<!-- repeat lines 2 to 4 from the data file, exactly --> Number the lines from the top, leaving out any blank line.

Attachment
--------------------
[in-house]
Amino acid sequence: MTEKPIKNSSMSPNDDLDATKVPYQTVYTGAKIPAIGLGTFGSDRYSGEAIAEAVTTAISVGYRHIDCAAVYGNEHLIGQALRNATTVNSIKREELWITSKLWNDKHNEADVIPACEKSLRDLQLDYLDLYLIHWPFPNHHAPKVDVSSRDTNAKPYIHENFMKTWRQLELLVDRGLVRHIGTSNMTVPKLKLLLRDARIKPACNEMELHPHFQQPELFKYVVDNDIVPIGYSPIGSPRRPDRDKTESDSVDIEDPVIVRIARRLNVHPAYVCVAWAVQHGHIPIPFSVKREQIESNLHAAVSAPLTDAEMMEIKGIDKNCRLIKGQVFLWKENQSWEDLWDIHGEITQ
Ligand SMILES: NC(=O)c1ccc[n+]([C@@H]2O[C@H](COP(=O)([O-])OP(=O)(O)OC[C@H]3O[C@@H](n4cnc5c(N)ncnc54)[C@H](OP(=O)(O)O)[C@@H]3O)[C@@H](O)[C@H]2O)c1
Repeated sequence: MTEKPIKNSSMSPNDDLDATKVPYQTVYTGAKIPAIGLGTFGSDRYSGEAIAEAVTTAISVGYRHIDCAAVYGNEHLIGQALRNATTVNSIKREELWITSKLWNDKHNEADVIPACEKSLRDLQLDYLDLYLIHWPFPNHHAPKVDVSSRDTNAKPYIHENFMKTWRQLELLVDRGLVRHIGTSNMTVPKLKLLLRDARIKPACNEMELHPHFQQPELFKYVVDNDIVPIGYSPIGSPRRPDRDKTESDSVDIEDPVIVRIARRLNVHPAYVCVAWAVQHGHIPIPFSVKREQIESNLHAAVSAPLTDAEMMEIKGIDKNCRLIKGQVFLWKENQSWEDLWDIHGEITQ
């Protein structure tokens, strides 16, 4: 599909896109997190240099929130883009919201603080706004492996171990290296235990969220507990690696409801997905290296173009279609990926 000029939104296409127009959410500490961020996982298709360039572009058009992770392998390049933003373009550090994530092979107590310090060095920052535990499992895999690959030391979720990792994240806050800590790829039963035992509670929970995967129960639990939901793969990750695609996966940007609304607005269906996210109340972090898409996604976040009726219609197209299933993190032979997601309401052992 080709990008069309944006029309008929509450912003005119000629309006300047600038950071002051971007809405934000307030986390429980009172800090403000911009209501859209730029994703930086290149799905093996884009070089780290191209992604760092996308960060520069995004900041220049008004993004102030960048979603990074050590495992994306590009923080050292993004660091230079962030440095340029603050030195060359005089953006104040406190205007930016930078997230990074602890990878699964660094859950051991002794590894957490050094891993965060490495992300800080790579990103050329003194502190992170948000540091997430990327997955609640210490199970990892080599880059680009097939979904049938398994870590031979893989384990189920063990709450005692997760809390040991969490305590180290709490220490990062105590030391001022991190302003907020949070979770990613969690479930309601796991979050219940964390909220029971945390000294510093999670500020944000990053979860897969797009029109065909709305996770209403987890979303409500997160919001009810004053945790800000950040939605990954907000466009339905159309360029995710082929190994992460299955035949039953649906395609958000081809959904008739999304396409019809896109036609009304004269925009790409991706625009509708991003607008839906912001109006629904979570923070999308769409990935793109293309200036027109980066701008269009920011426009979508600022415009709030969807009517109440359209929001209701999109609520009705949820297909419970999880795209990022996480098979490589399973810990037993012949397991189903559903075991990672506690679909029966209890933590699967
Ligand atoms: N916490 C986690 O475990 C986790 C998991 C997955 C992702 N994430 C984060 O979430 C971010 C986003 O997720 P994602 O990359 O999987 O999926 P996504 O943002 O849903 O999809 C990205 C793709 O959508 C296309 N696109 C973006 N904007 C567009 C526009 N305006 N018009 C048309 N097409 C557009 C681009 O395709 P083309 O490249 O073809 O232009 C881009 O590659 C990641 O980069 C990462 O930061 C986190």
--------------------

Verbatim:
Amino acid sequence: MTEKPIKNSSMSPNDDLDATKVPYQTVYTGAKIPAIGLGTFGSDRYSGEAIAEAVTTAISVGYRHIDCAAVYGNEHLIGQALRNATTVNSIKREELWITSKLWNDKHNEADVIPACEKSLRDLQLDYLDLYLIHWPFPNHHAPKVDVSSRDTNAKPYIHENFMKTWRQLELLVDRGLVRHIGTSNMTVPKLKLLLRDARIKPACNEMELHPHFQQPELFKYVVDNDIVPIGYSPIGSPRRPDRDKTESDSVDIEDPVIVRIARRLNVHPAYVCVAWAVQHGHIPIPFSVKREQIESNLHAAVSAPLTDAEMMEIKGIDKNCRLIKGQVFLWKENQSWEDLWDIHGEITQ
Ligand SMILES: NC(=O)c1ccc[n+]([C@@H]2O[C@H](COP(=O)([O-])OP(=O)(O)OC[C@H]3O[C@@H](n4cnc5c(N)ncnc54)[C@H](OP(=O)(O)O)[C@@H]3O)[C@@H](O)[C@H]2O)c1
Repeated sequence: MTEKPIKNSSMSPNDDLDATKVPYQTVYTGAKIPAIGLGTFGSDRYSGEAIAEAVTTAISVGYRHIDCAAVYGNEHLIGQALRNATTVNSIKREELWITSKLWNDKHNEADVIPACEKSLRDLQLDYLDLYLIHWPFPNHHAPKVDVSSRDTNAKPYIHENFMKTWRQLELLVDRGLVRHIGTSNMTVPKLKLLLRDARIKPACNEMELHPHFQQPELFKYVVDNDIVPIGYSPIGSPRRPDRDKTESDSVDIEDPVIVRIARRLNVHPAYVCVAWAVQHGHIPIPFSVKREQIESNLHAAVSAPLTDAEMMEIKGIDKNCRLIKGQVFLWKENQSWEDLWDIHGEITQ